Thu August 21, 2014
McDonnell Takes The Stand, Founding Defense On Marital Dysfunction
Originally published on Thu August 21, 2014 6:24 pm
ROBERT SIEGEL, HOST:
In the trial of former Virginia Gov. Bob McDonnell and his wife Maureen, the court today heard from McDonnell himself for the second day. The couple is charged with conspiring to use their influence on behalf of a businessman who was peddling a nutritional supplement in exchange for gifts that he gave them - gifts exceeding $160,000. Jeff Schapiro is politics columnist for the Richmond Times Dispatch, and he's covering the trial. Welcome to the program, once again.
JEFF SCHAPIRO: Thank you for having me.
SIEGEL: And what has the court heard from former Gov. McDonnell so far?
SCHAPIRO: Well, Bob McDonnell in his second day of testimony, painting a picture of a shattered marriage. For example, reporting has previously been acknowledged in the press that he and his wife are no longer under the same roof. Mrs. McDonnell is living at the family's house in suburban Richmond. The governor is living in the rectory of a Catholic church, a short distance from the federal courthouse where he is standing trial, and cases from the statehouse where he served as governor for four years.
The governor went on a considerable length under the guidance of one of his lawyers, Henry Asbill, about the decline of his marriage and how it had been on hold, essentially, since he had become governor in 2010. However, Mr. McDonnell pointed out that his marriage was under considerable stress from the moment he entered elective politics in 1991 - that Mrs. McDonnell was very uncomfortable with the effects campaigns and elections and government would have on the family's life, in particular, the family's privacy.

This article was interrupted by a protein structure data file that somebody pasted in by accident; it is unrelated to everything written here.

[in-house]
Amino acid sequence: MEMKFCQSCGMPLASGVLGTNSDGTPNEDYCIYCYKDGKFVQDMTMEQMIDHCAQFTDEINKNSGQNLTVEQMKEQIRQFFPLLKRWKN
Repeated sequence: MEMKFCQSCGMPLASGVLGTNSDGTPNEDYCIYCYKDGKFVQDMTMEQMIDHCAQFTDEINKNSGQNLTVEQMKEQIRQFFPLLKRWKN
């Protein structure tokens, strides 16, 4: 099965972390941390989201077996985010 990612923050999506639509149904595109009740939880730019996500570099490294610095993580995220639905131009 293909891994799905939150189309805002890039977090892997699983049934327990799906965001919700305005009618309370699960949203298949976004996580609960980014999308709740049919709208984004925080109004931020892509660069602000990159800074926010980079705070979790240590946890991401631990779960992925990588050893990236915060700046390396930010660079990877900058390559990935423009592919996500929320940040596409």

SIEGEL: Now we should explain the relevance of all of this testimony about marital discord to the charges at hand. The former governor's defense, I gather, is that his marriage was so dysfunctional and the relationship with Mrs. McDonnell so minimal that they could not have conspired to do anything together, no less peddle influence.
SCHAPIRO: Well, of course, this is a point to which the government argues. Otherwise, and we'll clearly press the governor on it when prosecutors have their go at him. However, one of the more interesting points that the governor made during his testimony today is that Mrs. McDonnell, whose very into vitamins and if you will, the organic lifestyle, at one point unveils herself of a political list that his campaign, then for Attorney General, had handled so that she could solicit people to whom she hoped to sell some of her vitamin products.
SIEGEL: You've been hearing testimony about the state of the then governor's marriage. When the McDonnell's in fact were in the governor's mansion, was there any sense of marital discord?
SCHAPIRO: Oh, not at all. And Mrs. McDonnell frequently accompanied the governor often on some of the most routine appearances that a governor makes. I think it's important also to note that the McDonnell marriage has always been an important data point in Bob McDonnell's political ascent. He's a family values guy. You may remember that in 2009 when he stood for governor, he had to answer for this thesis that he'd written as a law student at Pat Robertson's Regent University, in which he emphasized that marriage is paramount and that federal policies should be crafted to preserve family.
SIEGEL: Did you write in your column that they've watched the Cleavers turn into the Bundys in this case?
SCHAPIRO: That is correct. And it is something that has a lot of people puzzling over, particularly given Bob McDonnell's emphasis on wholesomeness, family values, his ties, of course, to religious, cultural and social conservatives.
SIEGEL: Jeff Schapiro thanks for bringing us up-to-date on the trial of Bob and Maureen McDonnell.
SCHAPIRO: Thank you. Transcript provided by NPR, Copyright NPR.